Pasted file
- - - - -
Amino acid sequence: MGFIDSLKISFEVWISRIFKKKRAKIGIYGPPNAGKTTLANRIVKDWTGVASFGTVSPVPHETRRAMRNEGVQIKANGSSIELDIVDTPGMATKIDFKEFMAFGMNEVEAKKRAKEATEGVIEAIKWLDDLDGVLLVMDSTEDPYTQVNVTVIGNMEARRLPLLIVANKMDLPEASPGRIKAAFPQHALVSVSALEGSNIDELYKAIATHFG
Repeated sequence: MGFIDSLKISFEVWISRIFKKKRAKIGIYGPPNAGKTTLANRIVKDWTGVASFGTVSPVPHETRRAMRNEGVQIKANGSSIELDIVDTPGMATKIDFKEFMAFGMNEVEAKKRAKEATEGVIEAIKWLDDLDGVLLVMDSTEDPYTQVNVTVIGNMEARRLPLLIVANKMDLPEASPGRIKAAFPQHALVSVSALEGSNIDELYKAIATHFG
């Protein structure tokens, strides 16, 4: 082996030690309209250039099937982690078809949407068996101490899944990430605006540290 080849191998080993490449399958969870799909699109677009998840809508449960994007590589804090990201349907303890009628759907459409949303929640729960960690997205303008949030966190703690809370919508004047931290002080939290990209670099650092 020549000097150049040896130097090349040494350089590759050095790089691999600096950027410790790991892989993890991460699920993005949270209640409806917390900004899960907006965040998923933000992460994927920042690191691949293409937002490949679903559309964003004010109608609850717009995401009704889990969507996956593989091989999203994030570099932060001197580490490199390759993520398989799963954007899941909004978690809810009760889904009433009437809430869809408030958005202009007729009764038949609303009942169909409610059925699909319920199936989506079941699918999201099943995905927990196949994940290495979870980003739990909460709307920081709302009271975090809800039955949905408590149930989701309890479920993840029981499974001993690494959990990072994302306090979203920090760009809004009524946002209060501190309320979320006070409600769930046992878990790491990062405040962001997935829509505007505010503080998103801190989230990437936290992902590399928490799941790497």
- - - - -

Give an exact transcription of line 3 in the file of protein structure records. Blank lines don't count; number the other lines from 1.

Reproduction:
């Protein structure tokens, strides 16, 4: 082996030690309209250039099937982690078809949407068996101490899944990430605006540290 080849191998080993490449399958969870799909699109677009998840809508449960994007590589804090990201349907303890009628759907459409949303929640729960960690997205303008949030966190703690809370919508004047931290002080939290990209670099650092 020549000097150049040896130097090349040494350089590759050095790089691999600096950027410790790991892989993890991460699920993005949270209640409806917390900004899960907006965040998923933000992460994927920042690191691949293409937002490949679903559309964003004010109608609850717009995401009704889990969507996956593989091989999203994030570099932060001197580490490199390759993520398989799963954007899941909004978690809810009760889904009433009437809430869809408030958005202009007729009764038949609303009942169909409610059925699909319920199936989506079941699918999201099943995905927990196949994940290495979870980003739990909460709307920081709302009271975090809800039955949905408590149930989701309890479920993840029981499974001993690494959990990072994302306090979203920090760009809004009524946002209060501190309320979320006070409600769930046992878990790491990062405040962001997935829509505007505010503080998103801190989230990437936290992902590399928490799941790497």